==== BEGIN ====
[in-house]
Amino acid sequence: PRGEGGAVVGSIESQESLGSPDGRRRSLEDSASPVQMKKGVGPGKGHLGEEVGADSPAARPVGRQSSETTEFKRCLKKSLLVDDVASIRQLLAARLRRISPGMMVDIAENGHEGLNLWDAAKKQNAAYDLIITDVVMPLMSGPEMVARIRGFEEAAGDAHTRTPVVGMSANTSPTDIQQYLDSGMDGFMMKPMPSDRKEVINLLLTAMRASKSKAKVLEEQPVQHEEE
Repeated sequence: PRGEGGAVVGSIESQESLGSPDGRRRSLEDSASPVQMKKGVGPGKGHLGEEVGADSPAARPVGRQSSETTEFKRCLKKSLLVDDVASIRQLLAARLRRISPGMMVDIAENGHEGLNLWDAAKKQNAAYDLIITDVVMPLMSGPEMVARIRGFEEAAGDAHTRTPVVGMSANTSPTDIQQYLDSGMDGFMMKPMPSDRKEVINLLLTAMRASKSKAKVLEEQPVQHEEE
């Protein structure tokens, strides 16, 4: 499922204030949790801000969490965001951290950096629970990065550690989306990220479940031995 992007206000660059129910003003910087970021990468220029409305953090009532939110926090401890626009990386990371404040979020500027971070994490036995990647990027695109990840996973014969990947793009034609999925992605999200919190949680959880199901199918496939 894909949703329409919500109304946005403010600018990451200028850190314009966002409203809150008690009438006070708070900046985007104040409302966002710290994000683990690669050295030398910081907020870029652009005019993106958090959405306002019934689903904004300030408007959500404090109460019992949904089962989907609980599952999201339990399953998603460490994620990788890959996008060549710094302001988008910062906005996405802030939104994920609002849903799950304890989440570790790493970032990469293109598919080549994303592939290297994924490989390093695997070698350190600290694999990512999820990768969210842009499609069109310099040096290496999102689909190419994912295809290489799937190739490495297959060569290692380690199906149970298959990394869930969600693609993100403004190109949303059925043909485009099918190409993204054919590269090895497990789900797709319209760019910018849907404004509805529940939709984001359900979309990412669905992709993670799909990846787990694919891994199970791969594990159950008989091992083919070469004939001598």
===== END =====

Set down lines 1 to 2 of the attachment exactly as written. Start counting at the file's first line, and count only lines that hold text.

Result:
[in-house]
Amino acid sequence: PRGEGGAVVGSIESQESLGSPDGRRRSLEDSASPVQMKKGVGPGKGHLGEEVGADSPAARPVGRQSSETTEFKRCLKKSLLVDDVASIRQLLAARLRRISPGMMVDIAENGHEGLNLWDAAKKQNAAYDLIITDVVMPLMSGPEMVARIRGFEEAAGDAHTRTPVVGMSANTSPTDIQQYLDSGMDGFMMKPMPSDRKEVINLLLTAMRASKSKAKVLEEQPVQHEEE